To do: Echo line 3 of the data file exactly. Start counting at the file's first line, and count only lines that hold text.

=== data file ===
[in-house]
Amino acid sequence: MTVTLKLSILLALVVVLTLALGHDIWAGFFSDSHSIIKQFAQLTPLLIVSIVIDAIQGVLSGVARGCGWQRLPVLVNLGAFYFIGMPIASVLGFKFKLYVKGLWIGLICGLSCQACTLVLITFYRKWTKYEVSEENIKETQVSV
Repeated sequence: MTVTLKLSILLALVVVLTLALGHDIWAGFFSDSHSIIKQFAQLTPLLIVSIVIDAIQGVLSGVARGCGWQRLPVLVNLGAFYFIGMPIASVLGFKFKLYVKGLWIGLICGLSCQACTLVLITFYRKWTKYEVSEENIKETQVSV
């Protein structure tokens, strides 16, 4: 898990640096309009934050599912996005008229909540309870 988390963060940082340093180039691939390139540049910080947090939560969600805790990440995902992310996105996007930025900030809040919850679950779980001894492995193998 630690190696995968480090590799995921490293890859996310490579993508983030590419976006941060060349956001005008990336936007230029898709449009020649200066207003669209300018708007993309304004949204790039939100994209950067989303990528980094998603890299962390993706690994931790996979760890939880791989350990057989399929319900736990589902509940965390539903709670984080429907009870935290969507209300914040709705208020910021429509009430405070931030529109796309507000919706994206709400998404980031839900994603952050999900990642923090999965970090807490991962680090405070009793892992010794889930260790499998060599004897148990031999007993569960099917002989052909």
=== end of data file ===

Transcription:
Repeated sequence: MTVTLKLSILLALVVVLTLALGHDIWAGFFSDSHSIIKQFAQLTPLLIVSIVIDAIQGVLSGVARGCGWQRLPVLVNLGAFYFIGMPIASVLGFKFKLYVKGLWIGLICGLSCQACTLVLITFYRKWTKYEVSEENIKETQVSV